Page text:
Indeed, coproduction presents itself in a variety of forms. Hence, to help organize and discuss its fundamental (and possibly most disputed) attributes, I divide coproduction into four categories. The coproduction categories are based on two factors: (1) whether citizens are working in parallel or in conjunction with government (termed conjointness but also referred to as citizen-government coordination); and (2) whether citizens are engaged individually or collectively (termed collectiveness but also referred to as citizen-citizen collaboration). The four resulting categories are: individual parallel (termed self help), collective parallel (termed collective help), individual joint (termed individual coproduction or civic duty), and collective joint (termed collective coproduction).
Self help occurs with little or no collaboration among citizens (performed individually or per household) and with little or no citizen-government coordination (performed privately, or in parallel with government services). Civic duty also occurs with little or no collaboration among citizens, but it features more substantive citizen-government coordination (performed jointly with government). Collective help and collective coproduction have higher levels of collaboration among citizens, as these activities tend to band citizens together toward a shared goal. They differ from one another in that collective help occurs with little or no coordination with government, while collective coproduction occurs in conjunction with government. (Alford, 2009; Brudney & England, 1983; Levine, 1984; Rich, 1981; Thomas, 2012)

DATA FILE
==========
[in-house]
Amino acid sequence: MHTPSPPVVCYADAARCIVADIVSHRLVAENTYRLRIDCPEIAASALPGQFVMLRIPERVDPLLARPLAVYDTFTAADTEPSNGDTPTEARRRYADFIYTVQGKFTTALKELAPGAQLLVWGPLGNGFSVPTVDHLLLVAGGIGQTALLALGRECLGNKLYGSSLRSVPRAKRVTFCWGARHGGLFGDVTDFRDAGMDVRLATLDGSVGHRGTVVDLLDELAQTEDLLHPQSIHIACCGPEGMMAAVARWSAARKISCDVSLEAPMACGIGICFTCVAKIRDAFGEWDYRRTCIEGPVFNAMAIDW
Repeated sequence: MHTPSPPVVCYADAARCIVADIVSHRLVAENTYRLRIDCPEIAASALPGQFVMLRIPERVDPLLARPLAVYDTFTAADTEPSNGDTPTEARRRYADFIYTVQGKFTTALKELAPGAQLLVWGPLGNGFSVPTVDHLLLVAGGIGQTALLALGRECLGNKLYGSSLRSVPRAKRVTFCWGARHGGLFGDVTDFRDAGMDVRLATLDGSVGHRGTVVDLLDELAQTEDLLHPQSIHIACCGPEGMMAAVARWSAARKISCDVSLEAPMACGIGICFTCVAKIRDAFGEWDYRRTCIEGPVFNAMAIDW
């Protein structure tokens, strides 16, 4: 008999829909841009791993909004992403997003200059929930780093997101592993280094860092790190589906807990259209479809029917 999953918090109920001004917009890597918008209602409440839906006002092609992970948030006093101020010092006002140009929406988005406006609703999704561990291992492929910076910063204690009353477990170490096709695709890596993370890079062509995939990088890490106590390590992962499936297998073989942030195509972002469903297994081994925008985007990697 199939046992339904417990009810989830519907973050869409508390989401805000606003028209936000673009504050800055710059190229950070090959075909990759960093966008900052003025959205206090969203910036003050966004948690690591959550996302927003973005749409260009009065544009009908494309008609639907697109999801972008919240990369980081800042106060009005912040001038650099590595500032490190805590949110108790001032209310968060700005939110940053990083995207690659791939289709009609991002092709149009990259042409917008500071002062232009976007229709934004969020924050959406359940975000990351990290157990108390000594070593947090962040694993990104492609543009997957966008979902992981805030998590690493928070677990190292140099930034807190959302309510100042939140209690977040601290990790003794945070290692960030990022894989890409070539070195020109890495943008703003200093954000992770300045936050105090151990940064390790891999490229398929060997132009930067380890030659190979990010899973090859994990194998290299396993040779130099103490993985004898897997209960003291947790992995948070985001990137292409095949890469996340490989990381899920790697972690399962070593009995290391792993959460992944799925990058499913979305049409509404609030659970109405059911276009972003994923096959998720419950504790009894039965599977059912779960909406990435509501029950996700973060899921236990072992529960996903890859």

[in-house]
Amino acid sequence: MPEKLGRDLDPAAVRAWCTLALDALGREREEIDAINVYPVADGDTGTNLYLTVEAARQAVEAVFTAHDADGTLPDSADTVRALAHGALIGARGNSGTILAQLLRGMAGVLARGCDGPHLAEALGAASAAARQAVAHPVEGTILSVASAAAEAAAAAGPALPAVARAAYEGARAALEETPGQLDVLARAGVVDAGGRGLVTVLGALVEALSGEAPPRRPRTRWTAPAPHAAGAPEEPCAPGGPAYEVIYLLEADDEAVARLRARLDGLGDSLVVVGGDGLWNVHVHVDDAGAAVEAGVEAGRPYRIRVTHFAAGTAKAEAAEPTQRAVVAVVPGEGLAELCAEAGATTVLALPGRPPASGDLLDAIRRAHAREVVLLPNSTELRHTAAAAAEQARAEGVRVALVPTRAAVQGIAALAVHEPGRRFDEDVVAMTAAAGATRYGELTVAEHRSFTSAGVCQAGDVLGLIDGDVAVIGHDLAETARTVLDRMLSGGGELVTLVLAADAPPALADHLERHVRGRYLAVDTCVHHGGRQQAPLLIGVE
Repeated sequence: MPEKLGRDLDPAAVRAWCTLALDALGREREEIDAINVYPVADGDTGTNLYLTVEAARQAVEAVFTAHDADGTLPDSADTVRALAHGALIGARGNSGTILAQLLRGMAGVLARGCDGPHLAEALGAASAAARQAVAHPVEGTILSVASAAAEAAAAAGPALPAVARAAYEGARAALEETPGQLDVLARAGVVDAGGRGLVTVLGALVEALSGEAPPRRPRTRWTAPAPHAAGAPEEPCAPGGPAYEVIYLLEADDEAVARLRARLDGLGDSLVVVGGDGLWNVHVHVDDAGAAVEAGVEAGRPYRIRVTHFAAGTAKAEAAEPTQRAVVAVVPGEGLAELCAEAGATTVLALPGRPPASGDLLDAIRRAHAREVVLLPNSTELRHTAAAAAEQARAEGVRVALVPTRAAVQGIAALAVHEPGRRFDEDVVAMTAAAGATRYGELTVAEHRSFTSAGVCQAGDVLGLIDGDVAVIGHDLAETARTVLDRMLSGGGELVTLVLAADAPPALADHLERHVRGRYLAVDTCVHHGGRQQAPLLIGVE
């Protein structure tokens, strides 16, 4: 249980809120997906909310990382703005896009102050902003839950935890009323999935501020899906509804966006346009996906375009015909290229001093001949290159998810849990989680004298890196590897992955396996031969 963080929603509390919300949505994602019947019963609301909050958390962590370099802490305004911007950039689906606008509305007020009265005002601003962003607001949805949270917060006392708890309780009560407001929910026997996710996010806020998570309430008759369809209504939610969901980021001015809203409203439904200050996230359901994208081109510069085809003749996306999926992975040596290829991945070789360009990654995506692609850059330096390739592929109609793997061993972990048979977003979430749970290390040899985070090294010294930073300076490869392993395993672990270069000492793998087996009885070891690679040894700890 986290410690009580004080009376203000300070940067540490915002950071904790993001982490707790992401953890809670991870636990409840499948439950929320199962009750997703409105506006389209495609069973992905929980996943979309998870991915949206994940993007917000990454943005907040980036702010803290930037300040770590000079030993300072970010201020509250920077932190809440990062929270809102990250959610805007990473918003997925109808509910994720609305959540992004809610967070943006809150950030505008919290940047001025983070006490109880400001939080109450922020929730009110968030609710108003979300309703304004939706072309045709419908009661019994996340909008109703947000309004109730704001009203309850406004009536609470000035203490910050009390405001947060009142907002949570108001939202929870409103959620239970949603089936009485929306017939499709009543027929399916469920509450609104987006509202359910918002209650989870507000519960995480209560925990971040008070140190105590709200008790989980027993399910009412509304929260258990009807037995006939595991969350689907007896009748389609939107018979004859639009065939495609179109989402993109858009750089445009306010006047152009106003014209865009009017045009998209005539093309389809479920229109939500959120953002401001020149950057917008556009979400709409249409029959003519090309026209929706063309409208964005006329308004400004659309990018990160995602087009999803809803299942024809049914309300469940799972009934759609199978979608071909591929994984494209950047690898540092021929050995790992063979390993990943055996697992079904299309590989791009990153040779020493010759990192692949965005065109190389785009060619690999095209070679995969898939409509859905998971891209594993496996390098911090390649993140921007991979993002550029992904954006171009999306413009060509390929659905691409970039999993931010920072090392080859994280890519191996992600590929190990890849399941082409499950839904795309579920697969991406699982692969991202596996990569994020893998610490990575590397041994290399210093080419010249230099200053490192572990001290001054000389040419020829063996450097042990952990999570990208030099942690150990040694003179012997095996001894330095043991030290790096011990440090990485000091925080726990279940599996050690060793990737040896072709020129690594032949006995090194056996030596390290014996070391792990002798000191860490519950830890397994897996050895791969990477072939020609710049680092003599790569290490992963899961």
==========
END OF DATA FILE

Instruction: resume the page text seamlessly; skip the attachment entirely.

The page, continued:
The various aspects of coproduction that have been discussed thus far will help identify and assess this important and growing phenomenon. Specifically, this study will assess the current levels of citizen-government coordination, citizen-citizen collaboration, voluntarism, and power-sharing in a US local government system. Herein, coproduction is therefore defined as the process by which citizens or groups of citizens substitute or supplement their local government’s efforts to deliver public services and thereby create public and private value.
Classic examples of government’s dependence on citizen coproducers can be found in public services such as education, public safety, public health, public facilities, and social services. For example, the public education system is unlikely to be effective without students’ willingness to engage in the learning process (e.g., listening, taking notes, completing assignments, etc.), parents’ cooperation with the school, or parents’ active involvement in their child’s schoolwork. Likewise, public safety services are heavily reliant on coproduction, as police officers and firefighters look to citizens to report emergencies, provide eyewitness statements, or act as auxiliary law enforcers via neighborhood watch groups. Citizen coproducers can also assist government by maintaining streets, parks, and other public areas or by helping to decide spending priorities and service preferences.
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Author: Kelechi Uzochukwu is a Ph.D. student at Georgia State University and the Georgia Institute of Technology. Uzochukwu is also a 2013 Founders’ Forum Fellow.